Environmental Defence shared these suggestions with the Ford government. Unfortunately, the government cherry-picked ideas and often undermined progressive ones like requiring commercial space within neighbourhoods. Instead, the Conservative government thwarted walkability by allowing commercial space to be converted to housing.
David Thornley, Policy Advisor to the Social Planning Network of Ontario, participated in a recent panel discussion Housing as a Human Right. Thornley said speeding up the approval process won’t solve the affordability issue. Instead, he suggested using a Social Commons Perspective on housing to look beyond the limitations of current housing policy in Ontario.
A Social Commons Perspective means everyone has access to safe, secure, and affordable housing as a shared collective responsibility. According to Thornley, housing is first and foremost a home, and a place of kinship, family, child development, and caring work. It is also a place to share food and cultural traditions.
Thornley views homes as part of the network of our social relationships and community life supporting the creation and building of community and civil society. They are fundamental to the exercise of local democracy.
Thornley states that unstable, insecure, inaccessible housing contributes to the dismantling of social cohesion and human connection. It worsens physical and mental health, leads to lower educational outcomes, and undermines one’s ability to secure and maintain employment. According to Thornley, the current housing crisis is due to a combination of market failure and a lack of government leadership.
After World War II, the federal and provincial governments recognized that the private market could not meet the housing needs of low- and modest-income renters. For the next four decades, federal housing policy was central to creating a system of social protections.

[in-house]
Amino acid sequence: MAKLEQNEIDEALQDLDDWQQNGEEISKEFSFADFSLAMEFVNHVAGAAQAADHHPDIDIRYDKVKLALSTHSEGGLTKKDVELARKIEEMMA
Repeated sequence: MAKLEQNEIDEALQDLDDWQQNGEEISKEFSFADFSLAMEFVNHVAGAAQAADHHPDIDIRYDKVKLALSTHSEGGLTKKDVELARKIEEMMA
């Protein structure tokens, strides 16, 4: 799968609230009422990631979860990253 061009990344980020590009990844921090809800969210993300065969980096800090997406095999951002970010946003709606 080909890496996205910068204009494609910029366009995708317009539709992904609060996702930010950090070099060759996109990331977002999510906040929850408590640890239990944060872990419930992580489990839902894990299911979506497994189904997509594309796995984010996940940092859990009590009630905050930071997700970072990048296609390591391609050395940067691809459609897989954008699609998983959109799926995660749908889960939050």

Between 1963 and 1973, public housing and uncontrolled private rental housing was the focus. From 1973 to 1994, social housing, rent geared to income, and rent controls were emphasized.
Despite recognizing that the private market would never meet the housing needs of low and modest-income renters, the federal and provincial governments withdrew from the housing supply market in 1995.
For the past three decades, these governments have failed to ensure an adequate supply of affordable housing. Then, when the Ford ended rent control, it made an already untenable situation even worse.
Essentially, there is no housing supply problem. The market is doing exactly what it was designed to do – make as much money as possible from those who are willing to pay. Ergo, building housing that meets the needs of all incomes was never part of that plan.
Real Estate Investment Trusts (REITs) are companies that own, operate, or finance income-producing properties. Most REITs are publicly traded like stocks, yet the federal government helps underwrite their mortgages.
REITs own over 20 per cent of the private rental stock in Canada. Studies reviewed by the Association of Community Organizations for Reform Now (ACORN) indicate that if seven of the largest residential REITs had been taxed similarly to non-REIT Canadian corporations since 2010, the result would be an additional $1.2-billion in taxes.
From 2011 to 2016, a total of 320,000 rental units became unaffordable to tenants with incomes under $30,000 annually. Affordable rental units continue to be lost at a rate 15 times faster than new affordable units are being created. REITs and other financial models incentivize taking affordable units off of the market.
Government tax subsidies and mortgage guarantees are rewarding behaviour that drives up housing costs. Instead, that money would be better spent building affordable housing.